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Eligible entity

The Income Tax Assessment Act 1997 (ITAA) specifies that, in order to be eligible for the Producer Offset, a company must either be:

  • an Australian resident company (the ATO's interpretation of residency when the company is not incorporated in Australia is outlined in Taxation Ruling TR 2004/15), or
  • a foreign resident company with an ABN that is operating through a permanent establishment in Australia (Taxation Ruling TR 2002/5 provides the ATO’s interpretation of ‘permanent establishment’).

You must meet this criterion at the time of application and also when the tax return is submitted and the Producer Offset paid by the ATO. This requirement means that partnerships and sole traders are ineligible for the Producer Offset.

Further, under tax law, when a legislative provision refers to an entity, it means that the entity must be acting in that capacity, and not in any other capacity. This means, for example, that a company which is acting in the capacity of a trustee of a trust is ineligible for the Producer Offset (ITAA sections 960-100(1) and (4)).  

Company responsibility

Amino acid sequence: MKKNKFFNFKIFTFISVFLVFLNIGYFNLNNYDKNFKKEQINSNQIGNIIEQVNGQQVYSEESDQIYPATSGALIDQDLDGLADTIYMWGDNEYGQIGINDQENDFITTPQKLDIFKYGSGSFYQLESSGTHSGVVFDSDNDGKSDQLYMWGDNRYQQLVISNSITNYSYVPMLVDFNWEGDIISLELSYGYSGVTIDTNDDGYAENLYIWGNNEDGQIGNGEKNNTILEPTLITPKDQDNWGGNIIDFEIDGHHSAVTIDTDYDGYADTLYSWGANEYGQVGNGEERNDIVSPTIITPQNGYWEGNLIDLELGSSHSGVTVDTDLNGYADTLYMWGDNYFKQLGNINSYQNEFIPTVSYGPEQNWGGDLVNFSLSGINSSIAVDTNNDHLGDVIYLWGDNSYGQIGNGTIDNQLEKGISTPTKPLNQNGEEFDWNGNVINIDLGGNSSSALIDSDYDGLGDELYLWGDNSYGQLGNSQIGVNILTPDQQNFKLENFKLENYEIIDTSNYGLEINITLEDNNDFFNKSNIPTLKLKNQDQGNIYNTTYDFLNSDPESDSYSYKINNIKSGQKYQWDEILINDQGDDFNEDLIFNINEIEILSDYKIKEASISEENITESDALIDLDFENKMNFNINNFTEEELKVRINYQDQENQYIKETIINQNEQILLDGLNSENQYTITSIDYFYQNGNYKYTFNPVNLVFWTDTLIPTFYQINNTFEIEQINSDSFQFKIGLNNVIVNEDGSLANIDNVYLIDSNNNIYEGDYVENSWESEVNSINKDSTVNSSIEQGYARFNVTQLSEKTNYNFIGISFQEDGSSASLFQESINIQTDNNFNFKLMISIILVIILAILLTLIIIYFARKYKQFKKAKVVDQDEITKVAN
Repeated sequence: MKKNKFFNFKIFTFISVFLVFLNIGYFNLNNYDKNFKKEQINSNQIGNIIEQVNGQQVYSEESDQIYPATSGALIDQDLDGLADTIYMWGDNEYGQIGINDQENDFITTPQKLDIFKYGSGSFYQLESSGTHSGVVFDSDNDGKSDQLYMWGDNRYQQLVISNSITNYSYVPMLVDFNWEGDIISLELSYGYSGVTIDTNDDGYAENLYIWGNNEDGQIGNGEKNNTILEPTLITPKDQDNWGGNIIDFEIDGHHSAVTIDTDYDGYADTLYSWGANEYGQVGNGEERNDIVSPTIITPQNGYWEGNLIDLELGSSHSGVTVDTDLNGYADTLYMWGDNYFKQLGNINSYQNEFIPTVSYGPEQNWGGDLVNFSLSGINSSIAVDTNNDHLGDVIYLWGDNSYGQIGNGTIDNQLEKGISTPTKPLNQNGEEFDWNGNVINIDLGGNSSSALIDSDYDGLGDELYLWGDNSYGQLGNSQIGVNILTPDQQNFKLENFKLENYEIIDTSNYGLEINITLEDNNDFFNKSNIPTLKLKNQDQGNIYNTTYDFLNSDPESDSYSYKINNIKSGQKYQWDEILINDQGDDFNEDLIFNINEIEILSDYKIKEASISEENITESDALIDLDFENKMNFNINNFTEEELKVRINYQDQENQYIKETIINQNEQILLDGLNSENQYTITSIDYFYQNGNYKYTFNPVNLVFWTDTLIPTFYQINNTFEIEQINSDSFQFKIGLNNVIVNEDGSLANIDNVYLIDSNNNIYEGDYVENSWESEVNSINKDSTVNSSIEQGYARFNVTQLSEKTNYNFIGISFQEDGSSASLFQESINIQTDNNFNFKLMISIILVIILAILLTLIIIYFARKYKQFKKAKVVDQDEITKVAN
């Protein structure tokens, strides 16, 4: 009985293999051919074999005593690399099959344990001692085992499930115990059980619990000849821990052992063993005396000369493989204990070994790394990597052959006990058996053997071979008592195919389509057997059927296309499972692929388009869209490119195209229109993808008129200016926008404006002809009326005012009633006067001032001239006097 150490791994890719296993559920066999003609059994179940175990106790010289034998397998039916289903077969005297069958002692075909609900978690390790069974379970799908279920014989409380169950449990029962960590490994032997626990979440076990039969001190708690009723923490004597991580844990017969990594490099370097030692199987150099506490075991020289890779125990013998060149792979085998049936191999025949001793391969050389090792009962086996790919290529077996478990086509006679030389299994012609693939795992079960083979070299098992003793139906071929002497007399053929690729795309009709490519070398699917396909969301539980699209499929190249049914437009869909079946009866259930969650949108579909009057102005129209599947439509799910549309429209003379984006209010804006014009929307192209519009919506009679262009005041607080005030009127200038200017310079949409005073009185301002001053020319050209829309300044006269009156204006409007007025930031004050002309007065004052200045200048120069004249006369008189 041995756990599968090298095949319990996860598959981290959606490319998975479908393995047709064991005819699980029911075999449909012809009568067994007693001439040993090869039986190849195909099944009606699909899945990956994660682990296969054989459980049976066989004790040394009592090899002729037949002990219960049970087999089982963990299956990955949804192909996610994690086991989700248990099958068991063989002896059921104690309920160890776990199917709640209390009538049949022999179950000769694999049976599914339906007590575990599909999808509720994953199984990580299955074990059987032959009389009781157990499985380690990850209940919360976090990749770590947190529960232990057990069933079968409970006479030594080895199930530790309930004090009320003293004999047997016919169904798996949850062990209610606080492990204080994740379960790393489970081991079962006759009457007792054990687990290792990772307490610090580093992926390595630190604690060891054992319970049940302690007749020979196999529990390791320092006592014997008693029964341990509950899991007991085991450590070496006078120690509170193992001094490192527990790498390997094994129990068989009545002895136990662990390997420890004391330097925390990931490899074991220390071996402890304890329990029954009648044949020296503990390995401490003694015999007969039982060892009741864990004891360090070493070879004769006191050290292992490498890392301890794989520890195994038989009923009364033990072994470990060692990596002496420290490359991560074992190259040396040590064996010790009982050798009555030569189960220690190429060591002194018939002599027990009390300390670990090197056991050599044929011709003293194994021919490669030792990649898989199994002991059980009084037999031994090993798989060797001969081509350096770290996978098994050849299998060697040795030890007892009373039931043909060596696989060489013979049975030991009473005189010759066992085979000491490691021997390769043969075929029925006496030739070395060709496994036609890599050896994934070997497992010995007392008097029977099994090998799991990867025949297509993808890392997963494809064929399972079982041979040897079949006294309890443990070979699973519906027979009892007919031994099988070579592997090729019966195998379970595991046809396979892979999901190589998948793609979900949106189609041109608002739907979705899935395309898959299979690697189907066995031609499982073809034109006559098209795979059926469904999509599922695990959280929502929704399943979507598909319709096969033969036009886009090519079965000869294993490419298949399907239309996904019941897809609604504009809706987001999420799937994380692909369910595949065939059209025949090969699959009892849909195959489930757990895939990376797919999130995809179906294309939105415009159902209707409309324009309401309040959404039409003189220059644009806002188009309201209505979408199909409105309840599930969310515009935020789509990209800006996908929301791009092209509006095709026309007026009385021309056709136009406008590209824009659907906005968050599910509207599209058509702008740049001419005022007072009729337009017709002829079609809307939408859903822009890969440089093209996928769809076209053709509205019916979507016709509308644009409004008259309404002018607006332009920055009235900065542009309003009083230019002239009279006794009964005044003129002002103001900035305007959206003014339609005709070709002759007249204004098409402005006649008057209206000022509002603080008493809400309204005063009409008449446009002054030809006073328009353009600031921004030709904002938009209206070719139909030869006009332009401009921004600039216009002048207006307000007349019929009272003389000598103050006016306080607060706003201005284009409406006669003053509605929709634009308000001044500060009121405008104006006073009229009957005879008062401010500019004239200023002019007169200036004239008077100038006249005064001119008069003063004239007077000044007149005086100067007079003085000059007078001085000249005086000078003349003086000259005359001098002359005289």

The applicant for the Producer Offset must be the company that either carried out, or made the arrangements for the carrying out of, all the activities that were necessary for the making of the film.

In an official co-production, the signature of the co-producers’ agreement is considered to fulfil the requirement for carrying out all the activities for the making of the film in relation to the co-production partner’s activities.
In most cases, the proper applicant company is the company that incurs the expenditure, which is often a special purpose vehicle (SPV) incorporated to make and complete the project. Note that the use of an SPV is not a requirement, and ongoing companies may be eligible.

There is no requirement that a provisional certificate and final certificate for the same project must be held by the same entity. For example, a production company (often the producer’s company), which intends to set up an SPV to make the film, may apply for and obtain a provisional certificate prior to incorporation of the SPV. The final certificate would then be applied for by the SPV (under the ‘take-over’ provisions in section 376-180 of the ITAA; also, see At a Glance at ‘Copyright acquisition and licensing’).

We're here to help

Even if you don't intend to apply for a Provisional Certificate, we recommend that you contact us early, ideally during pre-production.

This will help clarify any issues, particularly related to tracking expenditure, and make the eventual application process smoother.

See Contact us.